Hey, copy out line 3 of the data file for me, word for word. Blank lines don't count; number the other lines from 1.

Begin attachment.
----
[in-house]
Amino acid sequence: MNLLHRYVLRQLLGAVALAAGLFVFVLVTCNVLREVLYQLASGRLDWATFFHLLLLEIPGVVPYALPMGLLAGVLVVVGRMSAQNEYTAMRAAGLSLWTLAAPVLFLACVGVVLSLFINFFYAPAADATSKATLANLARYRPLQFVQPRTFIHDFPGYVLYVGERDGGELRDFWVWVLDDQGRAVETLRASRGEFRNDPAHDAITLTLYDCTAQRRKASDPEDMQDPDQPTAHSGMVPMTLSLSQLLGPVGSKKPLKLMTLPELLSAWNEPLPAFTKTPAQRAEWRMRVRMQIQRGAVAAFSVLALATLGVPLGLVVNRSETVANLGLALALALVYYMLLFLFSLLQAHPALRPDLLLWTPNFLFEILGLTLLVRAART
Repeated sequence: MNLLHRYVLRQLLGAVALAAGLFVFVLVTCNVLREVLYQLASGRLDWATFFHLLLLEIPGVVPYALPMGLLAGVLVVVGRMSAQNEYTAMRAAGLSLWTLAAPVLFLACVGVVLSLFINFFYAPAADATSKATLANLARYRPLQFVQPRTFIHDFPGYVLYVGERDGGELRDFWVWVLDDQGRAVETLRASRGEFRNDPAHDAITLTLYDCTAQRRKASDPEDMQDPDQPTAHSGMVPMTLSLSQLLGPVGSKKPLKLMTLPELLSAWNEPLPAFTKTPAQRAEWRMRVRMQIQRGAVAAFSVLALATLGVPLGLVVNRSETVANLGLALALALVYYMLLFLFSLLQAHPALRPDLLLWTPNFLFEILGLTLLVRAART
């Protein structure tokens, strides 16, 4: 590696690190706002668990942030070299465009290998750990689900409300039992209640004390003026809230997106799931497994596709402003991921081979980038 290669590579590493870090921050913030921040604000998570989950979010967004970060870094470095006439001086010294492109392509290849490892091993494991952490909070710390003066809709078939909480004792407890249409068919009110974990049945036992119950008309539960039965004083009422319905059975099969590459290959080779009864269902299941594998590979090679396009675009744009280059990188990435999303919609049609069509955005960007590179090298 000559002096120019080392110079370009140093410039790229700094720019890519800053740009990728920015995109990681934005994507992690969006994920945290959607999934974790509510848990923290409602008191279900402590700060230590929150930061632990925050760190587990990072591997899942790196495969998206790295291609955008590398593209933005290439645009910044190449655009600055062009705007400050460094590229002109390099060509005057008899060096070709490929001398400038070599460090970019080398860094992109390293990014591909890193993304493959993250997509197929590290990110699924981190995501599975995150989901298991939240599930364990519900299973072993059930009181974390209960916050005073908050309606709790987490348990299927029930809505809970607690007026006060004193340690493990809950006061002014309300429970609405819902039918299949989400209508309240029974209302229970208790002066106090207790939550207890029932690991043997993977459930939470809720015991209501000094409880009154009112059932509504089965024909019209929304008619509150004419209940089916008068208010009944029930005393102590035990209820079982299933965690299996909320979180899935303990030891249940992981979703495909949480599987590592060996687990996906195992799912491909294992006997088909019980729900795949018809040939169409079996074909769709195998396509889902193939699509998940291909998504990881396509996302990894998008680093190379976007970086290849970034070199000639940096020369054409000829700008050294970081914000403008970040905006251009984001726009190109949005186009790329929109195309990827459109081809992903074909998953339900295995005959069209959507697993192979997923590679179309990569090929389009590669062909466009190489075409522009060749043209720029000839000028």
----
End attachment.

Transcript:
Repeated sequence: MNLLHRYVLRQLLGAVALAAGLFVFVLVTCNVLREVLYQLASGRLDWATFFHLLLLEIPGVVPYALPMGLLAGVLVVVGRMSAQNEYTAMRAAGLSLWTLAAPVLFLACVGVVLSLFINFFYAPAADATSKATLANLARYRPLQFVQPRTFIHDFPGYVLYVGERDGGELRDFWVWVLDDQGRAVETLRASRGEFRNDPAHDAITLTLYDCTAQRRKASDPEDMQDPDQPTAHSGMVPMTLSLSQLLGPVGSKKPLKLMTLPELLSAWNEPLPAFTKTPAQRAEWRMRVRMQIQRGAVAAFSVLALATLGVPLGLVVNRSETVANLGLALALALVYYMLLFLFSLLQAHPALRPDLLLWTPNFLFEILGLTLLVRAART